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Dr Bob's Blog - Doctors' workload

Discussion in 'General Chat' started by West Kent NHS, Aug 18, 2014. Replies: 0 | Views: 881

  1. West Kent NHS

    West Kent NHS New Member

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    Most people who have been to the doctor’s recently will have seen a crowded waiting room. Probably more crowded than in the past.

    I would like to explain how much busier GPs are than we used to be, and why this is.

    Ten years ago, it was exceptional if I saw 120 patients in a five day week. These days, I am in the practice for three and a half days a week, and it is not unusual for me to see 150 patients in that time. (The other day and a half are spent on clinical commissioning group work.)

    In west Kent as a whole, the 230 full-time equivalent GPs carry out 1.5 million patient consultations a year for the 463,000 people who live here.

    It is a staggering number. Compare that with A&E, which is rightly identified by the media as busier than ever. Our local A&Es in Maidstone and Tunbridge Wells see about 120,000 patients a year. So we are seeing 12 patients for every one seen at A&E.

    This is the case across the country – everywhere, family doctors are seeing many more patients than ever before.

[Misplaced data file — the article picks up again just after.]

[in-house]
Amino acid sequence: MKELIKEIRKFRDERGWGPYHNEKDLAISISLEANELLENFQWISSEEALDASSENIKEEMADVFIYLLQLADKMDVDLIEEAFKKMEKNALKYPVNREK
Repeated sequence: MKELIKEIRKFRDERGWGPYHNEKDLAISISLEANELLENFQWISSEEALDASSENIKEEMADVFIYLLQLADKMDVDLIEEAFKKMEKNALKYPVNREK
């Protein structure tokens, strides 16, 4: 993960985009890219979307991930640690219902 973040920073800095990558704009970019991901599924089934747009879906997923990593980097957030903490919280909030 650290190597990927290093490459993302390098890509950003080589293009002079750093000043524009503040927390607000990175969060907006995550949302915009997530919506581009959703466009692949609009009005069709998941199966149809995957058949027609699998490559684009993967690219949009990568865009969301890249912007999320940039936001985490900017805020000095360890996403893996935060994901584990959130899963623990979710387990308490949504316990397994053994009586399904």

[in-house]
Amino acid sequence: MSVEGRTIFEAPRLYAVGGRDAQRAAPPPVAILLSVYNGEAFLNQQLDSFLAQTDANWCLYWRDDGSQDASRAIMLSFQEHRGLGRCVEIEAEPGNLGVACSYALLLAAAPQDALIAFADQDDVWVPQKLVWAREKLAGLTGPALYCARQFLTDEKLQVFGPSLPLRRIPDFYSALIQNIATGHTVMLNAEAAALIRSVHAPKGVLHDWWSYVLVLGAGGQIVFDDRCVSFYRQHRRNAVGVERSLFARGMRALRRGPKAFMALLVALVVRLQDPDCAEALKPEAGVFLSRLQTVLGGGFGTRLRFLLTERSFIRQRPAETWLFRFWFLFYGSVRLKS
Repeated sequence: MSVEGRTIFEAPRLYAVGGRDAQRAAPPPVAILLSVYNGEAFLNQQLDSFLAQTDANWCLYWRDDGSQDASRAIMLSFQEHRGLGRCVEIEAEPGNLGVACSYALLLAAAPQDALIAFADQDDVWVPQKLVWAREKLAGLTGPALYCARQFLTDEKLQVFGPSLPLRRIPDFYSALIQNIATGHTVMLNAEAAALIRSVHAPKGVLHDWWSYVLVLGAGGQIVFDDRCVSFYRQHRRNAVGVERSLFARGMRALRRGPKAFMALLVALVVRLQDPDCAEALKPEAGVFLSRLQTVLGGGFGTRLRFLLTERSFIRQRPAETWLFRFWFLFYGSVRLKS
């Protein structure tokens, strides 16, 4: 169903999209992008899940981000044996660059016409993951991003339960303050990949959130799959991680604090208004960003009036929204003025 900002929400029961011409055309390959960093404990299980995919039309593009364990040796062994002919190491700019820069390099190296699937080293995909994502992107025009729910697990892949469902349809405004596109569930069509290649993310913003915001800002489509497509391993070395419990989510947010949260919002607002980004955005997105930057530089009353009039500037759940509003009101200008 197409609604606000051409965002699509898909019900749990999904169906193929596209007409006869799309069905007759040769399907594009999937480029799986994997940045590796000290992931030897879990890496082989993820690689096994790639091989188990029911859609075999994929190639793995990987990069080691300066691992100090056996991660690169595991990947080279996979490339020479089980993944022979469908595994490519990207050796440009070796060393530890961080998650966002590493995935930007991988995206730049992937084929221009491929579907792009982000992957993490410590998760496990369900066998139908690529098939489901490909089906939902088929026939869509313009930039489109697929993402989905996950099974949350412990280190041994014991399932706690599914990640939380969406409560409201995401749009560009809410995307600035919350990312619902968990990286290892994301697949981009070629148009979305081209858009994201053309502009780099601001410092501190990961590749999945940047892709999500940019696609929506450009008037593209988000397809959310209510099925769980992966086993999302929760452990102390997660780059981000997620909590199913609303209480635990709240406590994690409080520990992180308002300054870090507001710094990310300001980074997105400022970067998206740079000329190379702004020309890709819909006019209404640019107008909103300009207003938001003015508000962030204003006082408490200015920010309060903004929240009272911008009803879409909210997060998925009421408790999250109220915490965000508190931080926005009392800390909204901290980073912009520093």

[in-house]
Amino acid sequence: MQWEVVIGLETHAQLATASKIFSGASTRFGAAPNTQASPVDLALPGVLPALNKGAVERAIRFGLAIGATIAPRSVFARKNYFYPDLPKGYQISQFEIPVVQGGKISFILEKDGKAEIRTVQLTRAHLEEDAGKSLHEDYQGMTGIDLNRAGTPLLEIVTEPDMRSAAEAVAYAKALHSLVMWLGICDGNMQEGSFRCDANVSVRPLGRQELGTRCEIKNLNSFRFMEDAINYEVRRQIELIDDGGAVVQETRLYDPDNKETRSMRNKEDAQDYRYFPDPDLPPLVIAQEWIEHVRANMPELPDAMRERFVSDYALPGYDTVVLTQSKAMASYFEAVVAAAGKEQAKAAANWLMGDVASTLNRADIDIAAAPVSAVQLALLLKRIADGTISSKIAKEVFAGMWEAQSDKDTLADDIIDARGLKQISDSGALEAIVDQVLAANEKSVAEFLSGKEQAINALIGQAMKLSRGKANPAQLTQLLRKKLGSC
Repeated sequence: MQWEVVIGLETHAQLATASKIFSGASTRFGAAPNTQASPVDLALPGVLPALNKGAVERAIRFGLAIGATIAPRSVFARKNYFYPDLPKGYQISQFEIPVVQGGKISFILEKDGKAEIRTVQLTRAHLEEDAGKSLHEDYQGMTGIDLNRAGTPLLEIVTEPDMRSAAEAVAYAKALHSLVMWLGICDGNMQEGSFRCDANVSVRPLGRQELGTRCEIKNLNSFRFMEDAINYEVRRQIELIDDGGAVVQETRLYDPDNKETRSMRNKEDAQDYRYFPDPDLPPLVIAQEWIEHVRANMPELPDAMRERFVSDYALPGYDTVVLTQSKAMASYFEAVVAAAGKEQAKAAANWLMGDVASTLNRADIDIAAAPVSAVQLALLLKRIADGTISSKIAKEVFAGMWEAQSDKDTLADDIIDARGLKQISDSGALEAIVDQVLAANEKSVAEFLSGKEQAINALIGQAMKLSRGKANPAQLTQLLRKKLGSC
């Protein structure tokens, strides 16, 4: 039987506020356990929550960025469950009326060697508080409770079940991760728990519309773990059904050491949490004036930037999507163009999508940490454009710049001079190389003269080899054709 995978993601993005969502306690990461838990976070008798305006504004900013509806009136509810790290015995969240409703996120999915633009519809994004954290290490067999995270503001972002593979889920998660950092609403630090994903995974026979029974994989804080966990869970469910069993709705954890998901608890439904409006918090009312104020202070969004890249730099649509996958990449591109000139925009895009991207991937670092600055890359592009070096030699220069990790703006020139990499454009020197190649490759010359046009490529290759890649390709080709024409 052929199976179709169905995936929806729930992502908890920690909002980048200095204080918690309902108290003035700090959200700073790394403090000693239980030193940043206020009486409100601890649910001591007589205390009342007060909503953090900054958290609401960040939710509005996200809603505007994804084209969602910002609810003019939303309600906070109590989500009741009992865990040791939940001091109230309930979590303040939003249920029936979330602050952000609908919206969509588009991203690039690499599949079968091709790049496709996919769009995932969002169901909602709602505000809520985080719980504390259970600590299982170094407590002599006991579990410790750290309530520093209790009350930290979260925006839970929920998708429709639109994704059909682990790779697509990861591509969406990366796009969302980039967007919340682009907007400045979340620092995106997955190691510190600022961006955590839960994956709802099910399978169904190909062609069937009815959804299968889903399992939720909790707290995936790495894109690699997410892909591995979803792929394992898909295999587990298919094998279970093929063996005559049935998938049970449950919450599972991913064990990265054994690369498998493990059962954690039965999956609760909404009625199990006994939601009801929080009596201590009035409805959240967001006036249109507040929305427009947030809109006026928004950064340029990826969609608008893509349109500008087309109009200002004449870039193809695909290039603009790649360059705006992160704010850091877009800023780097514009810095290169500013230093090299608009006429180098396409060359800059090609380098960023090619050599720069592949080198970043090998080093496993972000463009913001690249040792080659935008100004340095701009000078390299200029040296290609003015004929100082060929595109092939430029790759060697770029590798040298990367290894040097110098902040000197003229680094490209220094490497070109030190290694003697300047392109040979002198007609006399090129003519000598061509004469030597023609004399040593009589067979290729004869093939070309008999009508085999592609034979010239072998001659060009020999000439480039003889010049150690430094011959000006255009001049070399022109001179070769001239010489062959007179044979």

Why is this? Partly it is that modern medicine can do more, for more people. People’s conditions are being managed more effectively, with more proactive interventions put in place and monitored by the GP.

    Take statins, for instance – millions of people take statins to help them avoid a heart attack. GPs seek out those patients who will benefit and ensure regular follow-up to pick up any problems or side-effects. And we are delighted to be able to offer that.

    Secondly, as we all know, the fact people are living longer means many more patients are elderly, frail and living with two, three, or more, long-term conditions. They may be under the care of a range of consultants but their GP is, rightly, their first port of call for day to day healthcare and if they feel unwell.

    Then, there are those who are under so much pressure that they call with minor problems. A young man who has had a sore throat for less than 12 hours may ask for medicine to make him feel better if he thinks he will be sacked if he doesn’t show up at work. We sympathise but really need these patients to understand that a chat with a pharmacist would be a better use of their (and our) time.

    The sad thing is that this level of demand is deterring younger doctors from entering general practice. I know of a GP who cannot retire because she can find no one to take over her practice.

    We need to do something about this, because GPs are the lynchpin of the NHS and without them, the system will not work.

    Although it is a minor point, I think it would also help if politicians recognised and celebrated the contribution that we make to the health of the nation, rather than implying that we, in some way, contribute to the problems of the NHS.
     

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